PR Lessons from the MLB Playoffs

PR Lessons from the MLB Playoffs

We’re past the midway point of October and, more importantly, we’re past the midway point of the Major League Baseball playoffs. I’ve come to look forward to this fall tradition every year, and although my beloved Mets didn’t have the stuff to make a deep playoff run this year, the postseason still provides tremendous theater as well as some valuable lessons for PR professionals.

In the spirit of this blissful season, I’ve identified three key takeaways from this year’s MLB playoffs that serve as good lessons for PR pros:

1.  Don’t forget to swing for the fences. Seems obvious, doesn’t it? Yet there’s a prevailing debate in the baseball world around whether teams should be built around home run-hitting prowess or their ability to play “small ball” – that is, to string together hits to produce runs. Most broadcasters seem to favor the latter, arguing that building a team around home runs doesn’t produce consistent scoring. But time and time again this postseason we’ve seen the opposite happen as teams continue to win game after game with the long ball.

In the PR world, we often minimize the home run in favor of small ball, settling for a continuous string of singles and doubles instead of swinging for the fences. And while steady coverage and targeting “low-hanging fruit” can be beneficial and even necessary, we shouldn’t undervalue the home run. Whether it’s a great media opportunity or just a creative pitch angle, we should always keep an eye out for an opportunity to knock one out of the park.

2.  Every position matters. Baseball, as much as any other sport, relies on specific skill sets complementing one another to form a unified whole and catapult the team toward success. The teams that win in the playoffs aren’t necessarily those that have the most talented players (though talent matters), but those that have just the right mix of talent at the right positions, every one of which is essential to helping the team win.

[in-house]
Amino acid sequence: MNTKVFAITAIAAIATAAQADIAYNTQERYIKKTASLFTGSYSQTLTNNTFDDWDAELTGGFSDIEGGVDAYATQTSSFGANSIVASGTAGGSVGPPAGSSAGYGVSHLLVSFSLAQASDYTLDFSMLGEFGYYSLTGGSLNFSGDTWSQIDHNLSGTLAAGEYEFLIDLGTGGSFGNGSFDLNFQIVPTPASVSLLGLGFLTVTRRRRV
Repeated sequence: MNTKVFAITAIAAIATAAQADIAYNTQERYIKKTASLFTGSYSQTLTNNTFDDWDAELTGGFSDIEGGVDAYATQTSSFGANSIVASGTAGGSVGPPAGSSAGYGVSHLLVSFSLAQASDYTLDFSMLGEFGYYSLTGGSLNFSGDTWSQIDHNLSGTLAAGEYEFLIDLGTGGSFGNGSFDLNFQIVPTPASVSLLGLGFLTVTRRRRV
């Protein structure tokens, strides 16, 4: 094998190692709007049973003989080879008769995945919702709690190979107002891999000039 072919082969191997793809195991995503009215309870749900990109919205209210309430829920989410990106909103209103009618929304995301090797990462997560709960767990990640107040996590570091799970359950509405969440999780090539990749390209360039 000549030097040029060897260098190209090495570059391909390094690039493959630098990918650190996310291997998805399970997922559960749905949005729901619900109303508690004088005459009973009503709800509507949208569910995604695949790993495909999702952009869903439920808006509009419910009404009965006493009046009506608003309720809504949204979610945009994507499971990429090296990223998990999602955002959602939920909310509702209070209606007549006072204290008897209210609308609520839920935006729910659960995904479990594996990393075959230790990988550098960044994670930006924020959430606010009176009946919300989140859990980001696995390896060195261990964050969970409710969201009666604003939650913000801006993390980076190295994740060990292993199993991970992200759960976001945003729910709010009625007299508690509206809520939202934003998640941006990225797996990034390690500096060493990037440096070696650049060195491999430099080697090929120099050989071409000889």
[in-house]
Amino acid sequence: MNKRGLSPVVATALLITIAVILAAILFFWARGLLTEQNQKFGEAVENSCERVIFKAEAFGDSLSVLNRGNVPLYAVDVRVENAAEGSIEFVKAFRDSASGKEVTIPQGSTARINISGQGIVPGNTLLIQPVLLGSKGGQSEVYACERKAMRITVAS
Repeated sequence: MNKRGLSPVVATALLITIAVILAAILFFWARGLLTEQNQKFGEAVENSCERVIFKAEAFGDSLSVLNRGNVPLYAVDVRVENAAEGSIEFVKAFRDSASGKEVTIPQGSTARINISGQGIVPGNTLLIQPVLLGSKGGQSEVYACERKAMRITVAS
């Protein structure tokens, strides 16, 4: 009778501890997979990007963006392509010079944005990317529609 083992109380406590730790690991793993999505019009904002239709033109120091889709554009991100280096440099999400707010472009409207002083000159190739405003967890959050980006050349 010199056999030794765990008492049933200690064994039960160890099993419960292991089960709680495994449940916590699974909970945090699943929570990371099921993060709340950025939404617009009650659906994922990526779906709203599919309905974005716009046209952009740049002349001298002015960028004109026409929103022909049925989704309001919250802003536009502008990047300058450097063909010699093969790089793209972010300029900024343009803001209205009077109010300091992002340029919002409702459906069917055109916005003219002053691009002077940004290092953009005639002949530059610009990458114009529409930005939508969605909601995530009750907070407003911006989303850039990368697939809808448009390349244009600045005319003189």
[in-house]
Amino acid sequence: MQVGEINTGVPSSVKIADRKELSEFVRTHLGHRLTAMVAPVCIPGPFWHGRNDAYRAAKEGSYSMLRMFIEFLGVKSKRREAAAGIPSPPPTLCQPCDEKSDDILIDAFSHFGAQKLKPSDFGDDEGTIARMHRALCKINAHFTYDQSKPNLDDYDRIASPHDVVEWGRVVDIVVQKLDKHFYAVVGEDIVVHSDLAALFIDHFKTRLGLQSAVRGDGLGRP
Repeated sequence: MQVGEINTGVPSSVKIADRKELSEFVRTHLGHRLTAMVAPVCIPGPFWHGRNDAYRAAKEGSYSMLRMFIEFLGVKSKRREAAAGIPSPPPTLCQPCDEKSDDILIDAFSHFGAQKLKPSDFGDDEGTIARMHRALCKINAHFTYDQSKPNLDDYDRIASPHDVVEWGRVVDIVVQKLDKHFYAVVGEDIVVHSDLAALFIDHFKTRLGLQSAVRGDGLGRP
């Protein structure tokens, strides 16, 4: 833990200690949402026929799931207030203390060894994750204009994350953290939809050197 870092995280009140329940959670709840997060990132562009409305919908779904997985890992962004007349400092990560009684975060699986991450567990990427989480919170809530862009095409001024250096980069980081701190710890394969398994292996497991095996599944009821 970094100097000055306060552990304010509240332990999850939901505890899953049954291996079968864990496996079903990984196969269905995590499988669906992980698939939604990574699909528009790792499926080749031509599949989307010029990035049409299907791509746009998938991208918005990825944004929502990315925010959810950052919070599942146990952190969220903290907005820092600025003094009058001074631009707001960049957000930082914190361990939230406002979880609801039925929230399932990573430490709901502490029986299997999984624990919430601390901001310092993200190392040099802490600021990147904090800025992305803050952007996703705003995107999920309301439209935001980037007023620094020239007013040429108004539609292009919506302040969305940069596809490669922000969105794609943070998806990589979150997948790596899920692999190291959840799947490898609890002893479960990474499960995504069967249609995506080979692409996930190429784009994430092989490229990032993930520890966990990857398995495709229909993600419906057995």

PR can function similarly. When building your team, consider the specific skill sets you’re drafting to make sure you have all your bases covered. Though cultivating well-rounded PR professionals should always be a goal, some team members will have innate skills that naturally complement one another –  whether it’s writing, pitching, a knack for organization and process, or a good eye for detail. The key is to stack your roster with the best combination of strengths for the task at hand.

3.  Combining youth and experience is a recipe for success. It used to be that the way to build a winning team in baseball was to spend heaps of money on high-priced, veteran talent and buy your way into the World Series. Now, the trend is heading in another direction. Teams have learned that building organically, through young, homegrown talent and adding in veteran expertise to guide that talent can reap huge rewards – possibly championship ones. The Chicago Cubs, this year’s odds-on favorite, provides a classic example of this, combining young superstars like Kris Bryant with older, more experienced pros like David Ross.

This is a great rule of thumb for building PR teams. The inclination among those of us who have been in the business a while can be to bemoan the lack of experience in our junior staff because they simply “don’t understand how we’ve always done it.” In reality, though, younger talent can be the ones driving the best and freshest ideas, pushing us outside of our comfort zones and evolving the agency to help compete in a changing landscape. The wisdom of senior professionals and the fresh ideas from junior talent are equally important, and agencies should look to maximize the contributions of both.

I’m sure there are plenty of other lessons to glean from the baseball playoffs, but these are good things to remember as we seek to continually provide the best possible talent and work for our clients. If there are others you can think of, shoot us a note and let us know. Otherwise, enjoy the rest of October, and go Indians!

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Posted By Mark Van Hook

A New Jersey transplant like everyone else in NC, Mark's precious little free time is usually spent hanging out with his wife and two boys. Otherwise, when not writing PR plans, he's watching old black-and-white movies, reading voraciously or lamenting the state of his beleaguered New York Mets.